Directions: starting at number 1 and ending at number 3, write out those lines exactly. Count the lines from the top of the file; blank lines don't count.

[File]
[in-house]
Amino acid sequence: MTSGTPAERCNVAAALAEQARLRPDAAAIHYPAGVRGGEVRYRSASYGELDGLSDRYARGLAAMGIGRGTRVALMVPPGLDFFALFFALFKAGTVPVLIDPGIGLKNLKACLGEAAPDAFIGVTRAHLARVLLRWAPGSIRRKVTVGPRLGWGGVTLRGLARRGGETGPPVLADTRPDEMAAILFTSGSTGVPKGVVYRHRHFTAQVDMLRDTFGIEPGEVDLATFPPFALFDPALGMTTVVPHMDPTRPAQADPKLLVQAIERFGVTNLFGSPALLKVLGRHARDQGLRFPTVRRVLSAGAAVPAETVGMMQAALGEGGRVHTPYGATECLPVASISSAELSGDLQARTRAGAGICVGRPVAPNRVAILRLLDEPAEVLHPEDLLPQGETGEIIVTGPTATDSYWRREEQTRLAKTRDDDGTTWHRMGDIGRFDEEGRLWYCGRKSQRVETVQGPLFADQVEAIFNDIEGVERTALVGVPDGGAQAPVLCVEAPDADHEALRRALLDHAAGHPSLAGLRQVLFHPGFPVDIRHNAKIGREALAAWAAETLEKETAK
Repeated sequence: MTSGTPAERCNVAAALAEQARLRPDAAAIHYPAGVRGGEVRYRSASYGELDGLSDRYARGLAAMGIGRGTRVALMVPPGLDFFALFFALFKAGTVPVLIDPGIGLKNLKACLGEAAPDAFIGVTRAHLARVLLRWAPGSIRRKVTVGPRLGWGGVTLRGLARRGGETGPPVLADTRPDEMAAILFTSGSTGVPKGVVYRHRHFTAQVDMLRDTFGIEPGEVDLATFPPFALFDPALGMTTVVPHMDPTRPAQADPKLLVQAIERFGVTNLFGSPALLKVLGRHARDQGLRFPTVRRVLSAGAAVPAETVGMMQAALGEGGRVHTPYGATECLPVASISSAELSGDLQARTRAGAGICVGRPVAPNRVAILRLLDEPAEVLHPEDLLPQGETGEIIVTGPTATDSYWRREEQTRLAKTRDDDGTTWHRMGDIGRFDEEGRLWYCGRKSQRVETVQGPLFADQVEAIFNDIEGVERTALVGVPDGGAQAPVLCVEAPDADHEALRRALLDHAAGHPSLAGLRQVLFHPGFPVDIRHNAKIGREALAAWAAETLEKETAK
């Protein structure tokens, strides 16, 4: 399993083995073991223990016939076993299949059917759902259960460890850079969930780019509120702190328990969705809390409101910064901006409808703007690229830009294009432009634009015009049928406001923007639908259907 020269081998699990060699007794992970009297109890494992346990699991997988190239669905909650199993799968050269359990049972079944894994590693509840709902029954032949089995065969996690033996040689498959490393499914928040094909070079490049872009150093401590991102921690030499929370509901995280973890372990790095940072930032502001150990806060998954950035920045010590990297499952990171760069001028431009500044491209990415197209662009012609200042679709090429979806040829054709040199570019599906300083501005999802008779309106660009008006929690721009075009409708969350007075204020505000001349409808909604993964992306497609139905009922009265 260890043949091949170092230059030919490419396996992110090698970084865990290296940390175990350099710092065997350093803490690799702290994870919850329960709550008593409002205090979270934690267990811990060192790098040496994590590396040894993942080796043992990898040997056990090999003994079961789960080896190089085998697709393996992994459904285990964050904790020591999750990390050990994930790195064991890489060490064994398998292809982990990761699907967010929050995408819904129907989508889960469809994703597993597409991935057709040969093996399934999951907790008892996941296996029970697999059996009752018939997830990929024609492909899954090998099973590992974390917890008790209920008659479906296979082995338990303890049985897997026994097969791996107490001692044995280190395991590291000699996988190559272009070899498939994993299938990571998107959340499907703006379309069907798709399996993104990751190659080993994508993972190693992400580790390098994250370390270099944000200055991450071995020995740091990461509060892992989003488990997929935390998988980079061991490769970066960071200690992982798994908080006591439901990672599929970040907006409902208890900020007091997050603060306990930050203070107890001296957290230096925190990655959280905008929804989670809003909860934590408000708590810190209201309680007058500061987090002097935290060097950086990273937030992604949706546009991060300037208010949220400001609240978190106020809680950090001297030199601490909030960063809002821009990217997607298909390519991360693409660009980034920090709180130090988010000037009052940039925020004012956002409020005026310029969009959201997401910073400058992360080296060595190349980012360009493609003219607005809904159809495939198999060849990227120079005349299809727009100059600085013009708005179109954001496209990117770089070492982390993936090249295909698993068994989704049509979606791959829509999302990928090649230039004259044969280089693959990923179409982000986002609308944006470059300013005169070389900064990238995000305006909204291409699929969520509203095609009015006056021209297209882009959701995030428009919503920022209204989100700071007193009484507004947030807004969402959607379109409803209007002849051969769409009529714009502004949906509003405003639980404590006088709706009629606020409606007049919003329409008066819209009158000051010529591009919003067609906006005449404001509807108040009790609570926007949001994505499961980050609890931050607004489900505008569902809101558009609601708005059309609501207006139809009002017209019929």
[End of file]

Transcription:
[in-house]
Amino acid sequence: MTSGTPAERCNVAAALAEQARLRPDAAAIHYPAGVRGGEVRYRSASYGELDGLSDRYARGLAAMGIGRGTRVALMVPPGLDFFALFFALFKAGTVPVLIDPGIGLKNLKACLGEAAPDAFIGVTRAHLARVLLRWAPGSIRRKVTVGPRLGWGGVTLRGLARRGGETGPPVLADTRPDEMAAILFTSGSTGVPKGVVYRHRHFTAQVDMLRDTFGIEPGEVDLATFPPFALFDPALGMTTVVPHMDPTRPAQADPKLLVQAIERFGVTNLFGSPALLKVLGRHARDQGLRFPTVRRVLSAGAAVPAETVGMMQAALGEGGRVHTPYGATECLPVASISSAELSGDLQARTRAGAGICVGRPVAPNRVAILRLLDEPAEVLHPEDLLPQGETGEIIVTGPTATDSYWRREEQTRLAKTRDDDGTTWHRMGDIGRFDEEGRLWYCGRKSQRVETVQGPLFADQVEAIFNDIEGVERTALVGVPDGGAQAPVLCVEAPDADHEALRRALLDHAAGHPSLAGLRQVLFHPGFPVDIRHNAKIGREALAAWAAETLEKETAK
Repeated sequence: MTSGTPAERCNVAAALAEQARLRPDAAAIHYPAGVRGGEVRYRSASYGELDGLSDRYARGLAAMGIGRGTRVALMVPPGLDFFALFFALFKAGTVPVLIDPGIGLKNLKACLGEAAPDAFIGVTRAHLARVLLRWAPGSIRRKVTVGPRLGWGGVTLRGLARRGGETGPPVLADTRPDEMAAILFTSGSTGVPKGVVYRHRHFTAQVDMLRDTFGIEPGEVDLATFPPFALFDPALGMTTVVPHMDPTRPAQADPKLLVQAIERFGVTNLFGSPALLKVLGRHARDQGLRFPTVRRVLSAGAAVPAETVGMMQAALGEGGRVHTPYGATECLPVASISSAELSGDLQARTRAGAGICVGRPVAPNRVAILRLLDEPAEVLHPEDLLPQGETGEIIVTGPTATDSYWRREEQTRLAKTRDDDGTTWHRMGDIGRFDEEGRLWYCGRKSQRVETVQGPLFADQVEAIFNDIEGVERTALVGVPDGGAQAPVLCVEAPDADHEALRRALLDHAAGHPSLAGLRQVLFHPGFPVDIRHNAKIGREALAAWAAETLEKETAK